Satellite data revealed that Raymond, formerly a hurricane, now a tropical storm is finally moving away from the coast of south-central Mexico.
NASA's Terra satellite captured a visible image of Raymond over Mexico on Oct. 22 at 1:50 p.m. EDT when it was still a hurricane. On Oct. 23, at 11 a.m. EDT/1500 UTC, visible imagery from NOAA's GOES-West satellite showed that Raymond had moved slightly away from the Mexican coast. The image was created by NASA's GOES Project at NASA's Goddard Space Flight Center in Greenbelt, Md.
Microwave satellite imagery revealed today that Raymond has finally started to move away from coastal Mexico and head in a west-southwesterly direction. Satellite imagery also showed that a remnant mid-level circulation is now located northeast of the low-level center. Whenever the circulations at different levels of the atmosphere don't stack up, the storm's spin is affected. Imagery also showed that there was little build-up of thunderstorms near the center today, which is another indication the storm was weakening.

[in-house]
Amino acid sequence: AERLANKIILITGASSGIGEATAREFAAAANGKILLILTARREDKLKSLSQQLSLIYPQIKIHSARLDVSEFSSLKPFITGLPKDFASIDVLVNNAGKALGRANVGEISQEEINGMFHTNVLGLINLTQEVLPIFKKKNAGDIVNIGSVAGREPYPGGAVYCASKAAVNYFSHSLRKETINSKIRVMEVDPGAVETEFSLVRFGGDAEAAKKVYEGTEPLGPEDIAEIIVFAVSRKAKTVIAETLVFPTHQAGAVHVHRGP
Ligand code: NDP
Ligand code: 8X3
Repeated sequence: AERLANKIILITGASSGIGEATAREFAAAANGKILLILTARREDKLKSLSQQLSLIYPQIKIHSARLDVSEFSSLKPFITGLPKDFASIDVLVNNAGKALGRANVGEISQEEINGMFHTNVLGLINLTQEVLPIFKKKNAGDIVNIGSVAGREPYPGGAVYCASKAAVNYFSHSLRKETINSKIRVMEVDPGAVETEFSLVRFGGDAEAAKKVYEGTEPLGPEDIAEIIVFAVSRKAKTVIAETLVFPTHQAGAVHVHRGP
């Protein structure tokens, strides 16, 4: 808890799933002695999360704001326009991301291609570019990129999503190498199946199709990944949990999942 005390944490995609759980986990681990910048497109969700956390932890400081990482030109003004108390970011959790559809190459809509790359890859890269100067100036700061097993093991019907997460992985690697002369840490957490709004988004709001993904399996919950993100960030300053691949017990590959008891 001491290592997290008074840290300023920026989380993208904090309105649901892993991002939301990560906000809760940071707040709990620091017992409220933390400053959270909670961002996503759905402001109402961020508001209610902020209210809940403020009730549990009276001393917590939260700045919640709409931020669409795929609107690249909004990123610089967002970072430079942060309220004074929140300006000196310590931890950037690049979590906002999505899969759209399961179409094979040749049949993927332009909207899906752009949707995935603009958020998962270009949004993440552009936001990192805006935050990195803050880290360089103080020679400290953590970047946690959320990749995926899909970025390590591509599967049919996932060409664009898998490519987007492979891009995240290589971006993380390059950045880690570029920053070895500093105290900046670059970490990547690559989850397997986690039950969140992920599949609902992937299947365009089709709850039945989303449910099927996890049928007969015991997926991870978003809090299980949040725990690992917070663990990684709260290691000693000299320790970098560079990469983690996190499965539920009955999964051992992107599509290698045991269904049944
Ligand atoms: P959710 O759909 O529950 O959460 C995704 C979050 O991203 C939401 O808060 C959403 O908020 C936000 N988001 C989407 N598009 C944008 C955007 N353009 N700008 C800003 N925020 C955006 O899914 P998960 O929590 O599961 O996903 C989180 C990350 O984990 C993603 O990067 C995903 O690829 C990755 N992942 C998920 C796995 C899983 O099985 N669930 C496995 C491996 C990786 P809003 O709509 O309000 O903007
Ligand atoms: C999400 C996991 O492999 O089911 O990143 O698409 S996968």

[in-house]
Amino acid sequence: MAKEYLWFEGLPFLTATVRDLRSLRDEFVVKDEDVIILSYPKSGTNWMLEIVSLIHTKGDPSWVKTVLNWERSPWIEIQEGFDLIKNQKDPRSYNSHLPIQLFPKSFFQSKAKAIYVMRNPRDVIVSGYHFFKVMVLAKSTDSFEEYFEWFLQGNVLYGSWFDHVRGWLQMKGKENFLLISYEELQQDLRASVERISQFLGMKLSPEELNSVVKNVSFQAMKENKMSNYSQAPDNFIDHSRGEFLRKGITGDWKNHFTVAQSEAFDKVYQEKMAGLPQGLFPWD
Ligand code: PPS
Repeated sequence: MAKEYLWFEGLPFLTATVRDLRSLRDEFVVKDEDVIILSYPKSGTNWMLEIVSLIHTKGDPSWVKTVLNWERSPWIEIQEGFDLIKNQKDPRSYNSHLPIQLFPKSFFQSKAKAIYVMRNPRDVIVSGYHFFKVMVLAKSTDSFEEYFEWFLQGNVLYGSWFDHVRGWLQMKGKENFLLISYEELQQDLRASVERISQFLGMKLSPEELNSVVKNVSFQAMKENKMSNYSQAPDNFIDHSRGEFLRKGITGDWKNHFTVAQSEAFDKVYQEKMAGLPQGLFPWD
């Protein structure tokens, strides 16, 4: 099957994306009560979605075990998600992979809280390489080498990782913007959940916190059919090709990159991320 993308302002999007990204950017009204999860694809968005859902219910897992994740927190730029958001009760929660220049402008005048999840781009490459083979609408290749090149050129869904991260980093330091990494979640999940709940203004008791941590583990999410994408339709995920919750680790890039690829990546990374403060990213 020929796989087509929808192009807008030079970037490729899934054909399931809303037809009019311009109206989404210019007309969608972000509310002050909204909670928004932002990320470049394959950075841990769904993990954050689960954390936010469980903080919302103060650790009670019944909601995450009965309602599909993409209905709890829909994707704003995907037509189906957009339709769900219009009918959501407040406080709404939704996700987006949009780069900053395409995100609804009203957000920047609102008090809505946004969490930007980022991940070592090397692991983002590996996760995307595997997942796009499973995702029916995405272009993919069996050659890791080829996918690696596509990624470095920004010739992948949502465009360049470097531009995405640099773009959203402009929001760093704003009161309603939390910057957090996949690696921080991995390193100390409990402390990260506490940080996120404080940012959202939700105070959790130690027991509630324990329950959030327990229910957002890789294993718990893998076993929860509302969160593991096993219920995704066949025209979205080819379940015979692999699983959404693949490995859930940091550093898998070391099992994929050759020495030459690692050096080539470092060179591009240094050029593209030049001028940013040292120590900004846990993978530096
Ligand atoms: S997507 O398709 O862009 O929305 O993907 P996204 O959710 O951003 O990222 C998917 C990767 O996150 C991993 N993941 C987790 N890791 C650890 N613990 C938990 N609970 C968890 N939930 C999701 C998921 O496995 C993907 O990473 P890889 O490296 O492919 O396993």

Despite weakening to a tropical storm, Raymond is still expected to drop more rain on the already drenched Mexican state of Guerrero today. Another 1 to 2 inches of rain, with isolated totals to 15 inches are possible. Meanwhile, as Raymond continues to linger off the coast, ocean swells continue to create large and dangerous waves along Mexico's south-central coast.
On Oct. 23, at 11 a.m. EDT, the center of Tropical Storm Raymond was located near latitude 15.4 north and longitude 103.0 west. That's about 185 miles/295 km south-southwest of Zihuatanejo, Mexico. Maximum sustained winds have decreased to near 60 mph/95 kph and the National Hurricane Center noted that some additional weakening is possible over the next couple of days.
Raymond is moving toward the west-southwest near 8 mph/13 kph and is expected to continue in that direction over the next two days, taking the storm farther away from the coast.
Explore further: Location matters in the lowland Amazon